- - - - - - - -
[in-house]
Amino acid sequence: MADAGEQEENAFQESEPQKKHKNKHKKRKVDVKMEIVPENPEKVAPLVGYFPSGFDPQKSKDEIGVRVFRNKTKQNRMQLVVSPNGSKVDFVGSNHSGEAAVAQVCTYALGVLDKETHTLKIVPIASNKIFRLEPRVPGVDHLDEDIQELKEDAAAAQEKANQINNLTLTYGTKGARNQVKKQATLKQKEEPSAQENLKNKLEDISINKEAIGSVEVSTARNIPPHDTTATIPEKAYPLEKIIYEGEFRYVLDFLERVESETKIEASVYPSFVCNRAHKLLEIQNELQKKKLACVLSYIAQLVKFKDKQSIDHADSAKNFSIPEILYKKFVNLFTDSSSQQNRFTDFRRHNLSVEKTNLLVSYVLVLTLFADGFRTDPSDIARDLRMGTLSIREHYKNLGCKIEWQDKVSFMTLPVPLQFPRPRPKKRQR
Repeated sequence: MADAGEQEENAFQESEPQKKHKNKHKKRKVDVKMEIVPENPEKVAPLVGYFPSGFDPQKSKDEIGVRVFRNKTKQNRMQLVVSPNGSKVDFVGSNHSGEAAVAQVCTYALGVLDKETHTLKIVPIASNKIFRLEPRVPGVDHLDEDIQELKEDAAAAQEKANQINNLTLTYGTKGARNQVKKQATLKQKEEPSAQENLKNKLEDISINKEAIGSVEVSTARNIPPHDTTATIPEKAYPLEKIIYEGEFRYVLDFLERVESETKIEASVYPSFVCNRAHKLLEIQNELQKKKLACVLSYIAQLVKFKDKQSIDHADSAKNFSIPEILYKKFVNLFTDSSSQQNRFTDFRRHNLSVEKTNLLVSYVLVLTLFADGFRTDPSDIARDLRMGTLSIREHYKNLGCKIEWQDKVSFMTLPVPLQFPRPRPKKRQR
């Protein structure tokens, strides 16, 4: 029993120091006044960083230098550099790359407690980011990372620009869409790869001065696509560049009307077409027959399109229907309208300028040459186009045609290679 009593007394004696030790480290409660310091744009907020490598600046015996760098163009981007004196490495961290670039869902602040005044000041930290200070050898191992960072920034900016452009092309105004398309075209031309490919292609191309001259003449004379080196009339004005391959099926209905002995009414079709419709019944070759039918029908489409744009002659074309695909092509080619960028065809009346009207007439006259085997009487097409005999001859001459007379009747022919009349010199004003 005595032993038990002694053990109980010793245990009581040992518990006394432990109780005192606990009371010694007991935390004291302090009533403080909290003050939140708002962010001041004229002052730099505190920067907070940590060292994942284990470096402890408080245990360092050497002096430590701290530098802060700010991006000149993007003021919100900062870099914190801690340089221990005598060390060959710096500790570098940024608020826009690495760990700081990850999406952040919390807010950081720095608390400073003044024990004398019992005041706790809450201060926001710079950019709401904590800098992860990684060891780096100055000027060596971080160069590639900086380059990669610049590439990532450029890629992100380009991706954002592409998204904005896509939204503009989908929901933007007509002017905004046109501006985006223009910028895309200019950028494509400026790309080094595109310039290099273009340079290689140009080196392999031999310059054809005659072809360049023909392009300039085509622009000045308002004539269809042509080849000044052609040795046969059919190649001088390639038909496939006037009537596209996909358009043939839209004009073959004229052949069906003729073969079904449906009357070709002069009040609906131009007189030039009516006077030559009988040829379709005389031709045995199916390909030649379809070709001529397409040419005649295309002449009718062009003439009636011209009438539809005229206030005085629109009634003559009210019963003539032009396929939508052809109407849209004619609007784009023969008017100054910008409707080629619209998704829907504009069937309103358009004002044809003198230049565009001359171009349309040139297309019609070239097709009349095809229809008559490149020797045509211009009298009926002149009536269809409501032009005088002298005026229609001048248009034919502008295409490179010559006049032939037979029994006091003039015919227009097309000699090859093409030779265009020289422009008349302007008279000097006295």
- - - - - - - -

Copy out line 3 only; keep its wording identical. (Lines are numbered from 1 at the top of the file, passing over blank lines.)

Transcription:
Repeated sequence: MADAGEQEENAFQESEPQKKHKNKHKKRKVDVKMEIVPENPEKVAPLVGYFPSGFDPQKSKDEIGVRVFRNKTKQNRMQLVVSPNGSKVDFVGSNHSGEAAVAQVCTYALGVLDKETHTLKIVPIASNKIFRLEPRVPGVDHLDEDIQELKEDAAAAQEKANQINNLTLTYGTKGARNQVKKQATLKQKEEPSAQENLKNKLEDISINKEAIGSVEVSTARNIPPHDTTATIPEKAYPLEKIIYEGEFRYVLDFLERVESETKIEASVYPSFVCNRAHKLLEIQNELQKKKLACVLSYIAQLVKFKDKQSIDHADSAKNFSIPEILYKKFVNLFTDSSSQQNRFTDFRRHNLSVEKTNLLVSYVLVLTLFADGFRTDPSDIARDLRMGTLSIREHYKNLGCKIEWQDKVSFMTLPVPLQFPRPRPKKRQR